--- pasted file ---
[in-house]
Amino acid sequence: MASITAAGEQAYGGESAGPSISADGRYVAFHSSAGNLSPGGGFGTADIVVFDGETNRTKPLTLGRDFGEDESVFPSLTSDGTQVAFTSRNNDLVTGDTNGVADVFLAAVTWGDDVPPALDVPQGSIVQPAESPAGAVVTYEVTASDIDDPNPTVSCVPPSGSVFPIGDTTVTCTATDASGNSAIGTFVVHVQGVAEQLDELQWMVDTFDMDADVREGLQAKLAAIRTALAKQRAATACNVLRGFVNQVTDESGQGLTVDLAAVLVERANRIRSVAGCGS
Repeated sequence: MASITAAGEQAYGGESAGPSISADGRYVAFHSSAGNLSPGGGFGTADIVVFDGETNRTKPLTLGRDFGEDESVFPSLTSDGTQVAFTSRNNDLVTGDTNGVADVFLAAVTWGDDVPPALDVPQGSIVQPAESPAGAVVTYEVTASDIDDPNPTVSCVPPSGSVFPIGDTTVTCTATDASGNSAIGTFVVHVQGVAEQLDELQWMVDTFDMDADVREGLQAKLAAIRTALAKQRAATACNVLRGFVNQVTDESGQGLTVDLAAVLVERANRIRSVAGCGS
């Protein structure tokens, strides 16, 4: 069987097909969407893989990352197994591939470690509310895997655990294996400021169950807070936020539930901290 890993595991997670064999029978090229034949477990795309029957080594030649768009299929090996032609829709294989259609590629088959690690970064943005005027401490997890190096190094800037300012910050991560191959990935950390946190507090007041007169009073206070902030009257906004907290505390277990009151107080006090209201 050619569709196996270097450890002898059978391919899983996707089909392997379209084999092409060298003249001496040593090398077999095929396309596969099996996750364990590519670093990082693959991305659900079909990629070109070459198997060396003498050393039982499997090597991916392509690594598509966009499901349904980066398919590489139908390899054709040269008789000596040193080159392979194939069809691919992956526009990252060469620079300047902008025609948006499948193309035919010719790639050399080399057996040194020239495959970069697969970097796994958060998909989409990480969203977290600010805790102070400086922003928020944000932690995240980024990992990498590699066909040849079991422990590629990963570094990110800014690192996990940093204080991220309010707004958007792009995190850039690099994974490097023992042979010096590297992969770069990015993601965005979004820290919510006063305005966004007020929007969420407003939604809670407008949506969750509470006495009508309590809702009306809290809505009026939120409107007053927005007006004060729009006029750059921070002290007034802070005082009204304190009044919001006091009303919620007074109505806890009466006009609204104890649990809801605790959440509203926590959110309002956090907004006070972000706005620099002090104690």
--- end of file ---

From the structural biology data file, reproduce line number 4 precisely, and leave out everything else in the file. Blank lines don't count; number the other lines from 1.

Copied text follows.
């Protein structure tokens, strides 16, 4: 069987097909969407893989990352197994591939470690509310895997655990294996400021169950807070936020539930901290 890993595991997670064999029978090229034949477990795309029957080594030649768009299929090996032609829709294989259609590629088959690690970064943005005027401490997890190096190094800037300012910050991560191959990935950390946190507090007041007169009073206070902030009257906004907290505390277990009151107080006090209201 050619569709196996270097450890002898059978391919899983996707089909392997379209084999092409060298003249001496040593090398077999095929396309596969099996996750364990590519670093990082693959991305659900079909990629070109070459198997060396003498050393039982499997090597991916392509690594598509966009499901349904980066398919590489139908390899054709040269008789000596040193080159392979194939069809691919992956526009990252060469620079300047902008025609948006499948193309035919010719790639050399080399057996040194020239495959970069697969970097796994958060998909989409990480969203977290600010805790102070400086922003928020944000932690995240980024990992990498590699066909040849079991422990590629990963570094990110800014690192996990940093204080991220309010707004958007792009995190850039690099994974490097023992042979010096590297992969770069990015993601965005979004820290919510006063305005966004007020929007969420407003939604809670407008949506969750509470006495009508309590809702009306809290809505009026939120409107007053927005007006004060729009006029750059921070002290007034802070005082009204304190009044919001006091009303919620007074109505806890009466006009609204104890649990809801605790959440509203926590959110309002956090907004006070972000706005620099002090104690």